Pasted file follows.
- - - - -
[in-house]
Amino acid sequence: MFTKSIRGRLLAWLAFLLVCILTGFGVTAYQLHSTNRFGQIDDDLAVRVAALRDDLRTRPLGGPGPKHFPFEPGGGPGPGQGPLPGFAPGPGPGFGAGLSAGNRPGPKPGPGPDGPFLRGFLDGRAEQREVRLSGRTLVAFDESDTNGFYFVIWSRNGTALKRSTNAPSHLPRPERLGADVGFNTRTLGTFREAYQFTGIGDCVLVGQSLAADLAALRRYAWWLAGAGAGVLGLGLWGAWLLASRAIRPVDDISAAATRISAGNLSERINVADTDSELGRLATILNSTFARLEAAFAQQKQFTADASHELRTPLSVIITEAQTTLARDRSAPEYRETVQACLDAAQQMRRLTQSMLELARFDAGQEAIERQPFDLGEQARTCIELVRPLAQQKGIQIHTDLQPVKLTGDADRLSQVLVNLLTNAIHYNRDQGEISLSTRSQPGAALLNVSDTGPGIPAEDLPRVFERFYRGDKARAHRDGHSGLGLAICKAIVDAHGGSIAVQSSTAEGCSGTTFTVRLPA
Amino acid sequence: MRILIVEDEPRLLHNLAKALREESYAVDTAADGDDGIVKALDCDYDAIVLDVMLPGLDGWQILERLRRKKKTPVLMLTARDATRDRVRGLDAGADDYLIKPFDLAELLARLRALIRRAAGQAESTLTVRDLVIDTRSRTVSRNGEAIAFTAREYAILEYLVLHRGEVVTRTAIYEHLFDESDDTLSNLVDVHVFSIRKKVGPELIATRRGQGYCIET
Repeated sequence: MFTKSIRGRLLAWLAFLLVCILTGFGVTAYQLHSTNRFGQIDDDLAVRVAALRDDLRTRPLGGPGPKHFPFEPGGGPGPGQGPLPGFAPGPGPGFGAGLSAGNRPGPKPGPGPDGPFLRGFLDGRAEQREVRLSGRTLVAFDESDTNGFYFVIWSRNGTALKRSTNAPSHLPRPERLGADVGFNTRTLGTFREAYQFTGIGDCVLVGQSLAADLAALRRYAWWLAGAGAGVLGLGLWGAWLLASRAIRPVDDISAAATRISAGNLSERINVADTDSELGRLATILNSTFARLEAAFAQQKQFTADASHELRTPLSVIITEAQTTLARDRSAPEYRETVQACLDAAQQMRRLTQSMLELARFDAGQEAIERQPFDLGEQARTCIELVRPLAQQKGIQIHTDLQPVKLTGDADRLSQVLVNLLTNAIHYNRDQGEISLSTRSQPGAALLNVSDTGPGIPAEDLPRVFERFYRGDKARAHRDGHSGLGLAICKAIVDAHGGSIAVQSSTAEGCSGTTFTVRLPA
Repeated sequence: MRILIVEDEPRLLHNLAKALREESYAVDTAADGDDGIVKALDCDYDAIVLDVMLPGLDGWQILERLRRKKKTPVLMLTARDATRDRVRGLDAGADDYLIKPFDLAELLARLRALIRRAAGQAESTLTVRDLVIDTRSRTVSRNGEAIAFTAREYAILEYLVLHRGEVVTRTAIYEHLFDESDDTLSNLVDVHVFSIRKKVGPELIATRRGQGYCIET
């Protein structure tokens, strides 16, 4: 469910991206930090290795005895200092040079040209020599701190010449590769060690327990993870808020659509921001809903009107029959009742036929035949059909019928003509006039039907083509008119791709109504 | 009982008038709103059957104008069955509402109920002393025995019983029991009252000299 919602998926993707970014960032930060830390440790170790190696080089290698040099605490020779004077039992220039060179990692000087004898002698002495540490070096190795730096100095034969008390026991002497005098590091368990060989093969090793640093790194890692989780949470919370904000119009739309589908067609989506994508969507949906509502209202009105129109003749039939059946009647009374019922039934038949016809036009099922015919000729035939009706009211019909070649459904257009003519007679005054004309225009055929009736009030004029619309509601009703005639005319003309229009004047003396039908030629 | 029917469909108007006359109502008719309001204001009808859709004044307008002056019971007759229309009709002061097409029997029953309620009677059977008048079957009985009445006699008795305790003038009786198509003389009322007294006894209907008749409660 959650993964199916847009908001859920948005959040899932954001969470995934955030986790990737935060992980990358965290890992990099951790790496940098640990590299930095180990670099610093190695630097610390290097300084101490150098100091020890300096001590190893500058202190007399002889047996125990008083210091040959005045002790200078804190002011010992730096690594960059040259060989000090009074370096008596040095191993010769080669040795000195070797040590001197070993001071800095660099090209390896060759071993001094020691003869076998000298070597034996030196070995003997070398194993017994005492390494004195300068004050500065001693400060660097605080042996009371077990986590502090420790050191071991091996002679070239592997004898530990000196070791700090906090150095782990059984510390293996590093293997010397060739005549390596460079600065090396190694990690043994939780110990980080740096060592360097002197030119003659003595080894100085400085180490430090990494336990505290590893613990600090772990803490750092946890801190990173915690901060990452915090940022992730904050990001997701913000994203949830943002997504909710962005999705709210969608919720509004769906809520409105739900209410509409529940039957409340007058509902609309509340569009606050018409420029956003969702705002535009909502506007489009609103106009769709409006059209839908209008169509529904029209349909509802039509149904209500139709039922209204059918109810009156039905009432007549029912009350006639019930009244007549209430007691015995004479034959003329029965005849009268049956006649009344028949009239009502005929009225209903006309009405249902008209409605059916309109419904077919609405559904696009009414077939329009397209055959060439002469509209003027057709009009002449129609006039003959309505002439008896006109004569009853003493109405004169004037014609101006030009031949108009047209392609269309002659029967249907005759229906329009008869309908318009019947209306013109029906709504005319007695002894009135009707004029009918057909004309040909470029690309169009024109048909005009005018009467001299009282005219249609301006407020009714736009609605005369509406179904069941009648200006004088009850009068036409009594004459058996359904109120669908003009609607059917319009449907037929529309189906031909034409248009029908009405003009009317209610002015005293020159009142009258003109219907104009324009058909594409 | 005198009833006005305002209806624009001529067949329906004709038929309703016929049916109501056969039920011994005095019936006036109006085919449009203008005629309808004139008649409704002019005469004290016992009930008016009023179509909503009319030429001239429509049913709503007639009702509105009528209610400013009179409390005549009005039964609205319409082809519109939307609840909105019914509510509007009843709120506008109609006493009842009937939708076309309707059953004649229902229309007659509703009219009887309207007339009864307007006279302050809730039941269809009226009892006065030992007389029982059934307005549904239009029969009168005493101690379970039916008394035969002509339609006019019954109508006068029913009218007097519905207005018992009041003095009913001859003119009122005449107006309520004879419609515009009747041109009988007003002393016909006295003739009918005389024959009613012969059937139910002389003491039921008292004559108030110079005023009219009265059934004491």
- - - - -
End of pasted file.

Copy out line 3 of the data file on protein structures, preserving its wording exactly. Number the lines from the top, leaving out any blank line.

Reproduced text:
Amino acid sequence: MRILIVEDEPRLLHNLAKALREESYAVDTAADGDDGIVKALDCDYDAIVLDVMLPGLDGWQILERLRRKKKTPVLMLTARDATRDRVRGLDAGADDYLIKPFDLAELLARLRALIRRAAGQAESTLTVRDLVIDTRSRTVSRNGEAIAFTAREYAILEYLVLHRGEVVTRTAIYEHLFDESDDTLSNLVDVHVFSIRKKVGPELIATRRGQGYCIET